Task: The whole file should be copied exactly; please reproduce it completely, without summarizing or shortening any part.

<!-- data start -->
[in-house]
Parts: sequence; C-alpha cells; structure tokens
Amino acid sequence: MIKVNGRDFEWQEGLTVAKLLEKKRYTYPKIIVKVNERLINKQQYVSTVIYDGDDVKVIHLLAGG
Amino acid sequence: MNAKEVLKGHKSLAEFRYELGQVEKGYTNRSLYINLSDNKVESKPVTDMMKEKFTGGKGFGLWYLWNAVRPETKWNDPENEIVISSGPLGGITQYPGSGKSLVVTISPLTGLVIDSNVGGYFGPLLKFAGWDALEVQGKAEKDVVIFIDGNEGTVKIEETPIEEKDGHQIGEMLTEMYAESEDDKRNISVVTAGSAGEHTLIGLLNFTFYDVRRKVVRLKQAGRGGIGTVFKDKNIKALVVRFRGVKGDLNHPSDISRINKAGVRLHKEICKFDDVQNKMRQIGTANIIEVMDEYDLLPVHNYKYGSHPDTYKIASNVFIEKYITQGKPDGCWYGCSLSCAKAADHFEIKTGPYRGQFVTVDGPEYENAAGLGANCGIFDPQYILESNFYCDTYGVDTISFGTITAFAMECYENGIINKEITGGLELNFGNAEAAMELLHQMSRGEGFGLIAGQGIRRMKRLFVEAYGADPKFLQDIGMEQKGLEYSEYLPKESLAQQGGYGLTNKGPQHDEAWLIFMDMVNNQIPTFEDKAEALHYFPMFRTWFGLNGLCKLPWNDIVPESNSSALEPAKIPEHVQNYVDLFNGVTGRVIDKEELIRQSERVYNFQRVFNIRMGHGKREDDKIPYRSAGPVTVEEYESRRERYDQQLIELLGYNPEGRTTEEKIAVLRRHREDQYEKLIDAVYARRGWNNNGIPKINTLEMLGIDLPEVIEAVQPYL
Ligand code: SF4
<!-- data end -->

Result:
[in-house]
Parts: sequence; C-alpha cells; structure tokens
Amino acid sequence: MIKVNGRDFEWQEGLTVAKLLEKKRYTYPKIIVKVNERLINKQQYVSTVIYDGDDVKVIHLLAGG
Amino acid sequence: MNAKEVLKGHKSLAEFRYELGQVEKGYTNRSLYINLSDNKVESKPVTDMMKEKFTGGKGFGLWYLWNAVRPETKWNDPENEIVISSGPLGGITQYPGSGKSLVVTISPLTGLVIDSNVGGYFGPLLKFAGWDALEVQGKAEKDVVIFIDGNEGTVKIEETPIEEKDGHQIGEMLTEMYAESEDDKRNISVVTAGSAGEHTLIGLLNFTFYDVRRKVVRLKQAGRGGIGTVFKDKNIKALVVRFRGVKGDLNHPSDISRINKAGVRLHKEICKFDDVQNKMRQIGTANIIEVMDEYDLLPVHNYKYGSHPDTYKIASNVFIEKYITQGKPDGCWYGCSLSCAKAADHFEIKTGPYRGQFVTVDGPEYENAAGLGANCGIFDPQYILESNFYCDTYGVDTISFGTITAFAMECYENGIINKEITGGLELNFGNAEAAMELLHQMSRGEGFGLIAGQGIRRMKRLFVEAYGADPKFLQDIGMEQKGLEYSEYLPKESLAQQGGYGLTNKGPQHDEAWLIFMDMVNNQIPTFEDKAEALHYFPMFRTWFGLNGLCKLPWNDIVPESNSSALEPAKIPEHVQNYVDLFNGVTGRVIDKEELIRQSERVYNFQRVFNIRMGHGKREDDKIPYRSAGPVTVEEYESRRERYDQQLIELLGYNPEGRTTEEKIAVLRRHREDQYEKLIDAVYARRGWNNNGIPKINTLEMLGIDLPEVIEAVQPYL
Ligand code: SF4